If you are taking AP, IB, or other very challenging high school courses, you should be planning to take SAT Subject Tests to impress college admissions committees; yet, many students have no clear strategy as to when to take SAT Subject Tests. You are not going to be one of those students after watching this video.
Many schools ask teachers to make IB predictions during the first weeks of a student’s senior year. Once the predictions are made students would be wise to avoid confronting their teachers about them.
Don’t worry about the exact methodology or rubric teachers and counselors use to produce and report your predicted IB scores. Instead, focus on what you can do to inspire teachers to give you the highest predictions possible.
Your actions play the largest role in determining your IB predictions; therefore, you are responsible if they are not what you had hoped. To underscore this point just a bit more, we’ve enlisted the support of the sage advice of Oprah herself:
More than ever students applying to college in the US are also looking to Canada for more college and university options. The same can be said of their Canadian counterparts. With this in mind, it’s important to review the major differences between the admissions process in the United States and Canada. While the following information is very valuable in general, please remember that specific colleges and universities may of course deviate from the general rule outlined below. Always remember to check with the college or universities on your final list to ensure that you are meeting their admissions criteria and meeting their priority deadlines. Good luck!
|Application Deadlines||Apply as soon as the applications are available online (in many cases December or January); deadlines vary by institution but are generally later than the US and typically on a rolling basis. Be careful to not apply to late, as Canadian schools don’t have the same May 1 reply by date as US schools and they typically take long to process applications||Deadlines vary by institution, but are generally earlier than Canada and most have specific deadlines including those for Early Action (non-binding) and Early Decision (binding).|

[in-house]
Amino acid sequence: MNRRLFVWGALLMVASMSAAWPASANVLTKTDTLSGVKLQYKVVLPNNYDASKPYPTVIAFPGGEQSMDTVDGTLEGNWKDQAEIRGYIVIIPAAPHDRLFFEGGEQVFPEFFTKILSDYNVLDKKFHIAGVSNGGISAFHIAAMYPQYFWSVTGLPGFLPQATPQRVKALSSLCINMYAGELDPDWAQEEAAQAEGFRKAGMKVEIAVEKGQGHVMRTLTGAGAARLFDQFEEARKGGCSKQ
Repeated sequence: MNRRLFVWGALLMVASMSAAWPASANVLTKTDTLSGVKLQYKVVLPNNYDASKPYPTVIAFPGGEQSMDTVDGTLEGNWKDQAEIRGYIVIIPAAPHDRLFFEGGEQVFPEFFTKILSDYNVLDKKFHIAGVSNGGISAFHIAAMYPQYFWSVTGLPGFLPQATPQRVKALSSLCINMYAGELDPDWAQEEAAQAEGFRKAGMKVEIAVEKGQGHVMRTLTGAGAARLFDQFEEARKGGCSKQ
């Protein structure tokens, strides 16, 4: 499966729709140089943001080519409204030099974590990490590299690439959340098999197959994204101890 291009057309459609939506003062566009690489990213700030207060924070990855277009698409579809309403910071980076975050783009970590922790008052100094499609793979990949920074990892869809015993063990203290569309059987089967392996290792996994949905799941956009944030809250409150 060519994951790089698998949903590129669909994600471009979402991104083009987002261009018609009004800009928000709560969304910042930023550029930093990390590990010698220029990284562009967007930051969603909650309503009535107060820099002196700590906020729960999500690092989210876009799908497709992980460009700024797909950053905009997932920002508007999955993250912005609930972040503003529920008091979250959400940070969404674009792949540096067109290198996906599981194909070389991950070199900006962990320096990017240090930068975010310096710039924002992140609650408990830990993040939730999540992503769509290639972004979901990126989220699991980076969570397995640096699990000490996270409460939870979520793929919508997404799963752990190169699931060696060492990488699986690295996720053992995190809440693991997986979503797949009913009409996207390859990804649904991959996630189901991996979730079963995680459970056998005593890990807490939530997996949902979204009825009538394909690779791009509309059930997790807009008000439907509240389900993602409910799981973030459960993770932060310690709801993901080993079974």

|Admissions Criteria – Academic Performance||Academic performance is the most important decision factor; requirements vary by institution and by competitive programs. Senior/junior year performance is crucial to many Canadian universities – most all will require first semester senior year grades (or predicted IB scores), so late bloomers can really benefit.||Academic performance is the most important decision factor for both private colleges and universities, with more weight given to rigorous, college-prep curricula. Most US universities will look at grades 9, 10, 11, and 12with more weight on senior/junior year performance. First semester senior year grades are required for admission, unless the student is applying Early Decision, Early Action, or early in the Rolling cycle.|
|Admissions Criteria – Other||Less emphasis on reference letters, essays, and extracurricular activities (most universities will not require this information for evaluation).||More emphasis on reference letters, essays, extracurricular activities, and demonstrated interest (especially at mid- and small-sized private colleges/universities).|
|Admissions Criteria – Testing||Some require SAT/ACT, and rarely SAT Subject Tests, but not all. Inquire with each college you are considering.||Most weigh SAT or ACT scores, and sometimes SAT Subject Tests. An increasing number of colleges are test optional (see fairtest.org).|
|Decisions||Decisions roll out from February to April, or even later.||Decisions can be rolling or with deadline schools no later than April 1. The uniform reply/deposit deadline is May 1.|
Admissions Intel’s Craig Meister shares a couple of thoughts on the benefits of pursuing an undergraduate degree outside of the United States in this CNBC article.